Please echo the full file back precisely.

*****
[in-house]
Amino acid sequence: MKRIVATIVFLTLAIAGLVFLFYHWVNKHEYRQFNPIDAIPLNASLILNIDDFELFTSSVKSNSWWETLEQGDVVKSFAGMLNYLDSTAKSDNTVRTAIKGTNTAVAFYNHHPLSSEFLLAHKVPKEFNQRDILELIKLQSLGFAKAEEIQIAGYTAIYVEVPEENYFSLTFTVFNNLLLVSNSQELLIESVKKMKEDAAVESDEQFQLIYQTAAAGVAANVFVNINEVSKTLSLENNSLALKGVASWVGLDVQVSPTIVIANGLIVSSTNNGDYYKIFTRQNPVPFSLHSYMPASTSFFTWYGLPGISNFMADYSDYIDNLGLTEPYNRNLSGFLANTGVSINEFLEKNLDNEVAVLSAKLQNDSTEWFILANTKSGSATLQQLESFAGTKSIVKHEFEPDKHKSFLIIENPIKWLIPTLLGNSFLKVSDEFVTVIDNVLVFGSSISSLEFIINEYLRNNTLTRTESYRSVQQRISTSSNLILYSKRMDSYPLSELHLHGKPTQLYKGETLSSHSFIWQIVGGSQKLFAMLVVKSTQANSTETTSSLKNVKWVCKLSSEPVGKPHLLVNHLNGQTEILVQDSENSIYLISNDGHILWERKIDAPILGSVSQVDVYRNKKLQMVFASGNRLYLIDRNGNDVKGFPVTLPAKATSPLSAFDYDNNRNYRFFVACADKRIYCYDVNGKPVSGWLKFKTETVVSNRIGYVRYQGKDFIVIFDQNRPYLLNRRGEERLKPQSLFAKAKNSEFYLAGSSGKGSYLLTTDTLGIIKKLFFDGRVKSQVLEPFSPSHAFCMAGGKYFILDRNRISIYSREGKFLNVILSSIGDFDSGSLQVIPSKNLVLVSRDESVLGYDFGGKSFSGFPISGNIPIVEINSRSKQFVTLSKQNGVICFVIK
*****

[in-house]
Amino acid sequence: MKRIVATIVFLTLAIAGLVFLFYHWVNKHEYRQFNPIDAIPLNASLILNIDDFELFTSSVKSNSWWETLEQGDVVKSFAGMLNYLDSTAKSDNTVRTAIKGTNTAVAFYNHHPLSSEFLLAHKVPKEFNQRDILELIKLQSLGFAKAEEIQIAGYTAIYVEVPEENYFSLTFTVFNNLLLVSNSQELLIESVKKMKEDAAVESDEQFQLIYQTAAAGVAANVFVNINEVSKTLSLENNSLALKGVASWVGLDVQVSPTIVIANGLIVSSTNNGDYYKIFTRQNPVPFSLHSYMPASTSFFTWYGLPGISNFMADYSDYIDNLGLTEPYNRNLSGFLANTGVSINEFLEKNLDNEVAVLSAKLQNDSTEWFILANTKSGSATLQQLESFAGTKSIVKHEFEPDKHKSFLIIENPIKWLIPTLLGNSFLKVSDEFVTVIDNVLVFGSSISSLEFIINEYLRNNTLTRTESYRSVQQRISTSSNLILYSKRMDSYPLSELHLHGKPTQLYKGETLSSHSFIWQIVGGSQKLFAMLVVKSTQANSTETTSSLKNVKWVCKLSSEPVGKPHLLVNHLNGQTEILVQDSENSIYLISNDGHILWERKIDAPILGSVSQVDVYRNKKLQMVFASGNRLYLIDRNGNDVKGFPVTLPAKATSPLSAFDYDNNRNYRFFVACADKRIYCYDVNGKPVSGWLKFKTETVVSNRIGYVRYQGKDFIVIFDQNRPYLLNRRGEERLKPQSLFAKAKNSEFYLAGSSGKGSYLLTTDTLGIIKKLFFDGRVKSQVLEPFSPSHAFCMAGGKYFILDRNRISIYSREGKFLNVILSSIGDFDSGSLQVIPSKNLVLVSRDESVLGYDFGGKSFSGFPISGNIPIVEINSRSKQFVTLSKQNGVICFVIK